Evaluation of the Efficacy of a New Infant Formula in Subjects With Cow's Milk Allergy
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|ClinicalTrials.gov Identifier: NCT02149134|
Recruitment Status : Unknown
Verified May 2014 by Roberto Berni Canani, Federico II University.
Recruitment status was: Recruiting
First Posted : May 29, 2014
Last Update Posted : May 29, 2014
Cow's milk protein allergy is defined as an immunological reaction to one or more milk proteins. A variety of symptoms can be suggestive for cow's milk protein allergy . Cow's milk protein allergy is suspected clinically in 5-15% of infants, while most estimates of prevalence of cow's milk protein allergy vary from only 2 to 5 %. Confusion regarding cow's milk protein allergy prevalence is often due to differences in study populations, study design and a lack of defined diagnostic criteria. The importance of defined diagnostic criteria needs to be emphasised. It precludes infants from an unnecessary diet and avoids delay in diagnosis, which can lead to malnutrition.
There are two clinical types of cow's milk protein allergy: the immediate and the delayed type. The immediate type usually presents within minutes after the ingestion of cow's milk protein with urticaria, angio-oedema, vomiting or an acute flare of atopic dermatitis and is present in slightly more than half of the patients with cow's milk protein allergy. Delayed reactions such as atopic dermatitis or gastrointestinal symptoms like proctocolitis or enteropathy usually present after hours or days.
Immunologically, cow's milk protein allergy can be IgE or non-IgE mediated. IgE mediated reactions are often of the immediate type. Non-IgE mediated reactions are often cell mediated or mixed cell and IgE mediated and are more difficult to prove by specific testing. The immunological reaction differentiates cow's milk protein allergy from other milk induced pathology such as lactose intolerance.
A variety of symptoms can be suggestive for cow's milk protein allergy although none of them is diagnostic. A good medical history remains the cornerstone for the diagnosis.
The treatment of cow's milk protein allergy is the dietary elimination of cow's milk proteins. In non-breastfed infants and children less than 2 years of age, a substitute formula is mandatory as prescribed by several international scientific societies. Extensively hydrolyzed formulas are used as therapeutic formulas. An extensively hydrolysed formula is often a whey or casein based formula in which the protein has been chopped up in smaller pieces that are less allergenic. Because of high cross-reactivity (up to 80%) and nutritional inadequacy, the use of any other animal milk or soy-based formula is precluded.The infant should be maintained on an elimination diet until the child is between 9-12 months of age or at least for 6 months, whichever occurs first. In most cases, symptoms will improve substantially within 2-4 weeks if diagnosis is correct.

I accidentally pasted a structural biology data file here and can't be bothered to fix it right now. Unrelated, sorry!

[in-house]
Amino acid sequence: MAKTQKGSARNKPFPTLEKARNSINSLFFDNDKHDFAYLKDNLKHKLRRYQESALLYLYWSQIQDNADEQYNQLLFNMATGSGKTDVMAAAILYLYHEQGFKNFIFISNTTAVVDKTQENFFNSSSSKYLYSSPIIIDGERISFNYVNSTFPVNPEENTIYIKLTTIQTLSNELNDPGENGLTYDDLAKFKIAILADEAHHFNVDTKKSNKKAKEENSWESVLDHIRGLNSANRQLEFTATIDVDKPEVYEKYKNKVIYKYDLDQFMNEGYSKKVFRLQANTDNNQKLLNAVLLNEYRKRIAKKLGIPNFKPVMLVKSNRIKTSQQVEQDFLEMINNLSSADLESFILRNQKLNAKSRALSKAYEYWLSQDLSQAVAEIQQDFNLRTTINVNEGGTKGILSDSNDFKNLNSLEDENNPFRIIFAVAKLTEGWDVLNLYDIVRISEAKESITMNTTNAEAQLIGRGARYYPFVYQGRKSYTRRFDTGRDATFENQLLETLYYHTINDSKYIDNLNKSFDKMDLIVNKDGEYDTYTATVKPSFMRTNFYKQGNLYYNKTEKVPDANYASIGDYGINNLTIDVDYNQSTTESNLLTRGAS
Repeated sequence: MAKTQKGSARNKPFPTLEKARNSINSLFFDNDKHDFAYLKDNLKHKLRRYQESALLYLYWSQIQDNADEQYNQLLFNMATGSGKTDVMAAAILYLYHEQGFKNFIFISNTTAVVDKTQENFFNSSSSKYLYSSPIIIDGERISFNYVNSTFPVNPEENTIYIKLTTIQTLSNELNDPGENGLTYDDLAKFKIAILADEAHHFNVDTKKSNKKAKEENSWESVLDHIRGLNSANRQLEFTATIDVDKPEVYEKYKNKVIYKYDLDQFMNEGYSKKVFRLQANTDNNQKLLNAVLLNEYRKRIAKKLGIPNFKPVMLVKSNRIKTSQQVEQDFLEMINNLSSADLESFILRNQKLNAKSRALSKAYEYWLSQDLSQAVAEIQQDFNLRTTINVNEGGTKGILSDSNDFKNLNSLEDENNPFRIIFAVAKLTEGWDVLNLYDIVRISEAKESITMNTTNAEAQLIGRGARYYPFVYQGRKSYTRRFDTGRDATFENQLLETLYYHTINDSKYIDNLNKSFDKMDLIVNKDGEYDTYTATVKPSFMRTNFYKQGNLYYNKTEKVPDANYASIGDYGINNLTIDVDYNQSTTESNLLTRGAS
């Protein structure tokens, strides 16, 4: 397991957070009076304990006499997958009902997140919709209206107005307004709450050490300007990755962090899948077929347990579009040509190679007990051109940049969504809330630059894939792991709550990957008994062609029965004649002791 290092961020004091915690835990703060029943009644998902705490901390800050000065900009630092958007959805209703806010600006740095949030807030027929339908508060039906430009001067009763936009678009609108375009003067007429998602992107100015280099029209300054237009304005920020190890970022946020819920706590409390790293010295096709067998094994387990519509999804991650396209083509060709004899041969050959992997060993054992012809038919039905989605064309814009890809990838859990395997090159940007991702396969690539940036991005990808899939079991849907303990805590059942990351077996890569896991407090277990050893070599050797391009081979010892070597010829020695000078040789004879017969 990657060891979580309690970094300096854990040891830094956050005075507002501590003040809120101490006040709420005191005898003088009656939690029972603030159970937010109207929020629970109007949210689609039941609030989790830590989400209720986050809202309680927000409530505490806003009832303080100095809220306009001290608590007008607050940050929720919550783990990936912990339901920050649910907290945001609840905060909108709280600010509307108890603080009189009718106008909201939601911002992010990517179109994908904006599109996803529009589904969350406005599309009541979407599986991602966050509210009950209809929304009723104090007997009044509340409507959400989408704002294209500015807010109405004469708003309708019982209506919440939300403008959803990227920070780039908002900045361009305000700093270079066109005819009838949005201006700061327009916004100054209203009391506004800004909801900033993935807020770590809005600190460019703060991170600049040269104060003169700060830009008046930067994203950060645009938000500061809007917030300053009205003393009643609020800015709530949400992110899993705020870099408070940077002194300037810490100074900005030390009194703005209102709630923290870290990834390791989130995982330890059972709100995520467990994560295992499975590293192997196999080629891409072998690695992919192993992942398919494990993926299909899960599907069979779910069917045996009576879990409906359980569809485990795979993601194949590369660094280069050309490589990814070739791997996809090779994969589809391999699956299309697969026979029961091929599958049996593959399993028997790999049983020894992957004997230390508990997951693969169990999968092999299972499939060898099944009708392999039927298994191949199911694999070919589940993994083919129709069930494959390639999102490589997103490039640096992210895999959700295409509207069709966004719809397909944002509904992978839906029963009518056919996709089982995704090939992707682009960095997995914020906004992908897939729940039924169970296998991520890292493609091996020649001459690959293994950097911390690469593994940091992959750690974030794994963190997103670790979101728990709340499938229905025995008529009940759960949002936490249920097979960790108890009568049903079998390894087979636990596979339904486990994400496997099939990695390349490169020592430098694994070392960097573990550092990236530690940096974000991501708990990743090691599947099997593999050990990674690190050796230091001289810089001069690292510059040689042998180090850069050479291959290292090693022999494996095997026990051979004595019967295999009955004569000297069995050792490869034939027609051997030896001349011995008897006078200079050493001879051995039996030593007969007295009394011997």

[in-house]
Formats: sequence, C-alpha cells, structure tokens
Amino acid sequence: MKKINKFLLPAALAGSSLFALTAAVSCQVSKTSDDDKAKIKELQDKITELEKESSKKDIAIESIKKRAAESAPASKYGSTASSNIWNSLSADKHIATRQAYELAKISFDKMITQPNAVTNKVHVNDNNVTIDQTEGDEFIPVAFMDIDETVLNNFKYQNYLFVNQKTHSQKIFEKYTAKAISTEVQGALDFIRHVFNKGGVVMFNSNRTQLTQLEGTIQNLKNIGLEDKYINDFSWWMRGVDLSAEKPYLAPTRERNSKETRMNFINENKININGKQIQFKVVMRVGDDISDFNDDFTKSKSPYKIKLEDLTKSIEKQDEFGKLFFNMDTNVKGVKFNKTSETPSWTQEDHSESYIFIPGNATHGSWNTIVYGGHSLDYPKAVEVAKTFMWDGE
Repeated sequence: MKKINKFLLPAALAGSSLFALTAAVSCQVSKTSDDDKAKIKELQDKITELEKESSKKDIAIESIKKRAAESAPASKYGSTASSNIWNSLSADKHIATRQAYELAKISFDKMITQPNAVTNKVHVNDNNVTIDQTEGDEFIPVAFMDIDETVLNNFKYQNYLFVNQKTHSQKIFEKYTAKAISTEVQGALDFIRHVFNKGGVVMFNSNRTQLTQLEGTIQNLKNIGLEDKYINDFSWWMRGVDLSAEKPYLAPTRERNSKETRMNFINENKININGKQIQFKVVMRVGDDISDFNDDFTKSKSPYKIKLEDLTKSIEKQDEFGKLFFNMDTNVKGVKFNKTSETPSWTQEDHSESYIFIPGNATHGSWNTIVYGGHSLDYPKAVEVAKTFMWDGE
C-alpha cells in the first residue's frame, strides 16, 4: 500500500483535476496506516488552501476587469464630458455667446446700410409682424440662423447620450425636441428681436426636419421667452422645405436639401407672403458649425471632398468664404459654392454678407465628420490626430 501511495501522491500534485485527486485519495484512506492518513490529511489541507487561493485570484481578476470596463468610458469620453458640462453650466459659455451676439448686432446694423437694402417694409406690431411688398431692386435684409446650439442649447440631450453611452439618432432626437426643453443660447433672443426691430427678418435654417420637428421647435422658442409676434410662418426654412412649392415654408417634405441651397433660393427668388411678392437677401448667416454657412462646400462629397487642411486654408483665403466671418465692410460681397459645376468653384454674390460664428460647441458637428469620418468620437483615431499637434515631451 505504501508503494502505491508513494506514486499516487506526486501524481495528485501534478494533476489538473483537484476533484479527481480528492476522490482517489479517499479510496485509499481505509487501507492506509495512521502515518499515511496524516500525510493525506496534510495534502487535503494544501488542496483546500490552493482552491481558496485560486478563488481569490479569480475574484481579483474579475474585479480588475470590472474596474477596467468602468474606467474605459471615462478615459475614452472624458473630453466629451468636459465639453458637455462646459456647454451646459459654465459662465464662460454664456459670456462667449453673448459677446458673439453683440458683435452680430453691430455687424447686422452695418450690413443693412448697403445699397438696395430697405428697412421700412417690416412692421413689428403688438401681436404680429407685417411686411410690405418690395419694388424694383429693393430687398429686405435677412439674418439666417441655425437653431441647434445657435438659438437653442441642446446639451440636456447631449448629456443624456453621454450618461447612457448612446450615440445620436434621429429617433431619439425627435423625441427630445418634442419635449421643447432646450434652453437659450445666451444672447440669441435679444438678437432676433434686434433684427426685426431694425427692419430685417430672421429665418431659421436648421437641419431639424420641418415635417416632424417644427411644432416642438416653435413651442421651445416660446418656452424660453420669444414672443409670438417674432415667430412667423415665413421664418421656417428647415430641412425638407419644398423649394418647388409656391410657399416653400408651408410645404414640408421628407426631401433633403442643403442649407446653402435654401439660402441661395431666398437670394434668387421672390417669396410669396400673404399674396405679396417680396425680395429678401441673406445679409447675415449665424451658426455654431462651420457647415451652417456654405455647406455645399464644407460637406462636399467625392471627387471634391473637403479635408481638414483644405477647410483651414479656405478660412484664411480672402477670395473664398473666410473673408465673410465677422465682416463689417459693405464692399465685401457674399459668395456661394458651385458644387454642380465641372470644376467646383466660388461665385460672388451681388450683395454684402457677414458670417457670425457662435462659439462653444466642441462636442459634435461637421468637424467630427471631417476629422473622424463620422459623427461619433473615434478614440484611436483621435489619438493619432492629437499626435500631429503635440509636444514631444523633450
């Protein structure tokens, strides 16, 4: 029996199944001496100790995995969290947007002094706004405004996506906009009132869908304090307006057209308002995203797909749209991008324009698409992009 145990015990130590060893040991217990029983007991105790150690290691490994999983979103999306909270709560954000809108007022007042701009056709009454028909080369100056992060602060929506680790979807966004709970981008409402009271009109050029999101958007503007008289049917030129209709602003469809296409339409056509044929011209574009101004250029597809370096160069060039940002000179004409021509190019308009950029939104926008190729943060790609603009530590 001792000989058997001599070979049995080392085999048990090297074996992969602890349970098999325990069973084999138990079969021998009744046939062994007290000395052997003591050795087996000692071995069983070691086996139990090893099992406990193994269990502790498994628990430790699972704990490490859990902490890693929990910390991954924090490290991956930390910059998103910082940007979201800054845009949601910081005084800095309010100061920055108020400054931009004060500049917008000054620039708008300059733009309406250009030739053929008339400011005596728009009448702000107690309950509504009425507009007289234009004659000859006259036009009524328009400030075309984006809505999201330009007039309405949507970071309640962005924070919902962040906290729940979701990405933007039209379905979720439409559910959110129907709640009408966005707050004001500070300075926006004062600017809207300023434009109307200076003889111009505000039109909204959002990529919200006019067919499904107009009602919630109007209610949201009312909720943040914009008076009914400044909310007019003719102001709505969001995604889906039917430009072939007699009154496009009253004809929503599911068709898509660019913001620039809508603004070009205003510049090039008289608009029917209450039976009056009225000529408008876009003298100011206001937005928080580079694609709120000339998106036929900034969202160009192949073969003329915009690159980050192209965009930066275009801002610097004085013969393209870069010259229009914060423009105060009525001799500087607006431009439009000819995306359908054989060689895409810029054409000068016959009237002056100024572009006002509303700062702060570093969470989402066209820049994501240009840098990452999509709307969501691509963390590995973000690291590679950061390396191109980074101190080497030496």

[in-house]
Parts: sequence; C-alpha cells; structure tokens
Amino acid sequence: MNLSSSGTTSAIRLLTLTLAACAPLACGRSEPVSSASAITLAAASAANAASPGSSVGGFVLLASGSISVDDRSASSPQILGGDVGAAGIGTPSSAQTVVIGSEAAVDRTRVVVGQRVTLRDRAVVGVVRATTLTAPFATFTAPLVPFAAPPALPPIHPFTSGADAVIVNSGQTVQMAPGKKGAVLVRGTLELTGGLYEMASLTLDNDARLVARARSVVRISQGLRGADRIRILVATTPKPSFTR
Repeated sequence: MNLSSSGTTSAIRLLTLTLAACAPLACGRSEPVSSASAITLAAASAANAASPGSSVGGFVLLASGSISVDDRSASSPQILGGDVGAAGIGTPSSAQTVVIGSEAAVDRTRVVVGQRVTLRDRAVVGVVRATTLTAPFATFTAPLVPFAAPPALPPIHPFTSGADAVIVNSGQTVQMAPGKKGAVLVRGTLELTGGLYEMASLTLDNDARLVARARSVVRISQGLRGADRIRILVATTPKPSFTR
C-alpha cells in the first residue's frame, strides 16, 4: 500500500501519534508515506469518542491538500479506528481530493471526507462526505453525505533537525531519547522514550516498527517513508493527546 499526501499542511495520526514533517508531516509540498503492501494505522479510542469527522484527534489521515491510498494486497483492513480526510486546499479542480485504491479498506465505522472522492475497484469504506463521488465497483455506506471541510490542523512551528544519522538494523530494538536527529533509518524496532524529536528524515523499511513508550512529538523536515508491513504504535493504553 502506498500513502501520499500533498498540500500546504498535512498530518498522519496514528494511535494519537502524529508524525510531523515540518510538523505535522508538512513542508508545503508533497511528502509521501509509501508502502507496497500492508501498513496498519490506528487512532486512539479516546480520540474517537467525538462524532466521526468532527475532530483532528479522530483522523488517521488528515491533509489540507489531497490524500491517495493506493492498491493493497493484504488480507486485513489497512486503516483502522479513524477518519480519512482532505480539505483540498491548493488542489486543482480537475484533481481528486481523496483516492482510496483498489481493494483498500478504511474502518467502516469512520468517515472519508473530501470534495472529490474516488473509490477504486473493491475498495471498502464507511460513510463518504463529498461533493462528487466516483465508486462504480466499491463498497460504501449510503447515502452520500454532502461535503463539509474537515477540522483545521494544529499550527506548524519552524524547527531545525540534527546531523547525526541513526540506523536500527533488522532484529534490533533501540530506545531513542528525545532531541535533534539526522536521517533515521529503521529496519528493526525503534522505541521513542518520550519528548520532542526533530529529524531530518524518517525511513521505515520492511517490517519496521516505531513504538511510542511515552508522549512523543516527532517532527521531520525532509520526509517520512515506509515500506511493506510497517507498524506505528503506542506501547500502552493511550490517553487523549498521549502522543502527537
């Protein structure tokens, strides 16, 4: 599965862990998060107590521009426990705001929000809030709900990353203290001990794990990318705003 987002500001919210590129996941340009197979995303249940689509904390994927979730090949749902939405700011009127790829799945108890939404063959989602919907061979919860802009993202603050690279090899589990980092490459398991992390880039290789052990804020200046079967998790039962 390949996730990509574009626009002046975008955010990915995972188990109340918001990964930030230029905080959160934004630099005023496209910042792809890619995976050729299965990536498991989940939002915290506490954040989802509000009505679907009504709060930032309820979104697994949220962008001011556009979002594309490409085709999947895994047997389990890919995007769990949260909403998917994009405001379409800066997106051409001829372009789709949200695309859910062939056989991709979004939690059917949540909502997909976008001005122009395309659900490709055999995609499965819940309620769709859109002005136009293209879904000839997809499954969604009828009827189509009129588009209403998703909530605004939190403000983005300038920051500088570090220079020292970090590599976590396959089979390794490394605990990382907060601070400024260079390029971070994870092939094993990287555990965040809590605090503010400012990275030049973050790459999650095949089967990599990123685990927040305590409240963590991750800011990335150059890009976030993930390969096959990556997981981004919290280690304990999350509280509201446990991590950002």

According to consensus in literature, a therapeutic formula is a formula tolerated by at least 90% (with 95% confidence) of cow's milk protein allergy infants.
The aim of the investigators study is to show the efficacy, tolerance and nutritional adequacy of a newly developed thickened extensively hydrolyzed formula in infants with a proven cow's milk protein allergy. In all included patients, cow's milk protein allergy will have been diagnosed based on a double blind placebo controlled food challenge, considered as golden standard in cow's milk protein allergy diagnosis. To evaluate efficacy of the formula, the formula has to be tolerated by at least 90% (with 95% confidence) of cow's milk protein allergy infants following literature consensus. A symptom diary will be filled out for this purpose by the patients' parents or legal guardians and the patient will be followed clinically by his doctor several times during the study period.
Nutritional adequacy of the formula will be evaluated clinically by following growth and weight several times during the study period and by comparing it to the standard WHO growth curves, based on breastfed infants.
|Condition or disease||Intervention/treatment||Phase|
|Cow's Milk Allergy||Dietary Supplement: TeHF2013-01||Phase 2|
|Study Type :||Interventional (Clinical Trial)|
|Estimated Enrollment :||29 participants|
|Intervention Model:||Single Group Assignment|
|Masking:||None (Open Label)|
|Official Title:||Cow's Milk Allergy: Evaluation of the Efficacy of a New Thickened Extensively Hydrolyzed Formula (TeHF2013-01) in Infants With Confirmed Cow's Milk Protein Allergy|
|Study Start Date :||October 2013|
|Estimated Primary Completion Date :||July 2014|
|Estimated Study Completion Date :||July 2014|
Experimental: New extensively hydrolyzed casein formula
Subjects with cow's milk allergy treated with a new formula
Dietary Supplement: TeHF2013-01
- Number of subjects tolerants to a new hypoallergenic formula demonstrated by oral food challenge with the new study formula. [ Time Frame: At the moment of oral food challenge ]All subjects perform an oral food challenge with the new study formula. If the infant not react to the new hypoallergenic formula during the oral food challenge, the subjects tolerate this product and will assume it every day for 4 months, as treatment for cow's milk allergy.
To learn more about this study, you or your doctor may contact the study research staff using the contact information provided by the sponsor.
Please refer to this study by its ClinicalTrials.gov identifier (NCT number): NCT02149134
|Contact: Roberto Berni Canani, MD, PhD||0817462680|
|University of Naples Federico II||Recruiting|
|Naples, Italy, 80131|
|Contact: Roberto Berni Canani 0817462680|